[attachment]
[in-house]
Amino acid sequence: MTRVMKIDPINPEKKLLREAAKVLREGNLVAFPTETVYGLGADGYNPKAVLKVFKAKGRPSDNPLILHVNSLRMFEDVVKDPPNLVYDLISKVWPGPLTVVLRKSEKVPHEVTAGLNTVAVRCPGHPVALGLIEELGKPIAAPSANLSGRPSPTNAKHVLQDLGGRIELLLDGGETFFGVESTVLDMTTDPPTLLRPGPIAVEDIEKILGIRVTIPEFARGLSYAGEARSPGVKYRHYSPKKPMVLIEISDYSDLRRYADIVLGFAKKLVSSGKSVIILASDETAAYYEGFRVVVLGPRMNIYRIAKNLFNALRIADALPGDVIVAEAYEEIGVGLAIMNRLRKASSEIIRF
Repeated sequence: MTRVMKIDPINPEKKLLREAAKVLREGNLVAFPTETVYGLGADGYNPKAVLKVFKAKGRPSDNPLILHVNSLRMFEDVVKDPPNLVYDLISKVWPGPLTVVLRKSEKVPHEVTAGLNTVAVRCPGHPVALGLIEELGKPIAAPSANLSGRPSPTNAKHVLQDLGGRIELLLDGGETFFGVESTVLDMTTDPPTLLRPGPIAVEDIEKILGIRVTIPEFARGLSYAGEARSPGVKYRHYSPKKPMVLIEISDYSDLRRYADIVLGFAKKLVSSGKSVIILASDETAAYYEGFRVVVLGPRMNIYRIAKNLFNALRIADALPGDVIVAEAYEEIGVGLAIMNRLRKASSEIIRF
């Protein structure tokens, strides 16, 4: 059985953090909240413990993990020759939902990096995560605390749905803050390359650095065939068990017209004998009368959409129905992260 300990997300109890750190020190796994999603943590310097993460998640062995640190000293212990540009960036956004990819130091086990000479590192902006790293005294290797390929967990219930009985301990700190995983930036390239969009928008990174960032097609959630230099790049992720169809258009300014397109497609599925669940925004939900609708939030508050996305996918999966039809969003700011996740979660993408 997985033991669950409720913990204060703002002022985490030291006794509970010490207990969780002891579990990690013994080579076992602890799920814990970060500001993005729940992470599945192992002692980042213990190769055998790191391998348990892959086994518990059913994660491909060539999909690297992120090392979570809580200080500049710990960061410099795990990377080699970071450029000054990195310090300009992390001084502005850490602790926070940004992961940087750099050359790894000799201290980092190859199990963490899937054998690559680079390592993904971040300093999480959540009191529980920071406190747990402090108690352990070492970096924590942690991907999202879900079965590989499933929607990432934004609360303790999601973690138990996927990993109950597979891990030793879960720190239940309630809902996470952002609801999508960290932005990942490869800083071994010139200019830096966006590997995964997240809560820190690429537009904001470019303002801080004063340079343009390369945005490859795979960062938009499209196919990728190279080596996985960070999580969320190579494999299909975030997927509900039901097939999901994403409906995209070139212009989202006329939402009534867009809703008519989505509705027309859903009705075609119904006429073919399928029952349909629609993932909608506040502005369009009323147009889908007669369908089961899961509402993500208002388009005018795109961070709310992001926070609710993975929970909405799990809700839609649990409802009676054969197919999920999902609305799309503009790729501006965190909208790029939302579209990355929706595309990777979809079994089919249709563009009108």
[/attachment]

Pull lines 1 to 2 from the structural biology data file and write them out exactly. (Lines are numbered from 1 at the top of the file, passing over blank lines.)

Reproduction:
[in-house]
Amino acid sequence: MTRVMKIDPINPEKKLLREAAKVLREGNLVAFPTETVYGLGADGYNPKAVLKVFKAKGRPSDNPLILHVNSLRMFEDVVKDPPNLVYDLISKVWPGPLTVVLRKSEKVPHEVTAGLNTVAVRCPGHPVALGLIEELGKPIAAPSANLSGRPSPTNAKHVLQDLGGRIELLLDGGETFFGVESTVLDMTTDPPTLLRPGPIAVEDIEKILGIRVTIPEFARGLSYAGEARSPGVKYRHYSPKKPMVLIEISDYSDLRRYADIVLGFAKKLVSSGKSVIILASDETAAYYEGFRVVVLGPRMNIYRIAKNLFNALRIADALPGDVIVAEAYEEIGVGLAIMNRLRKASSEIIRF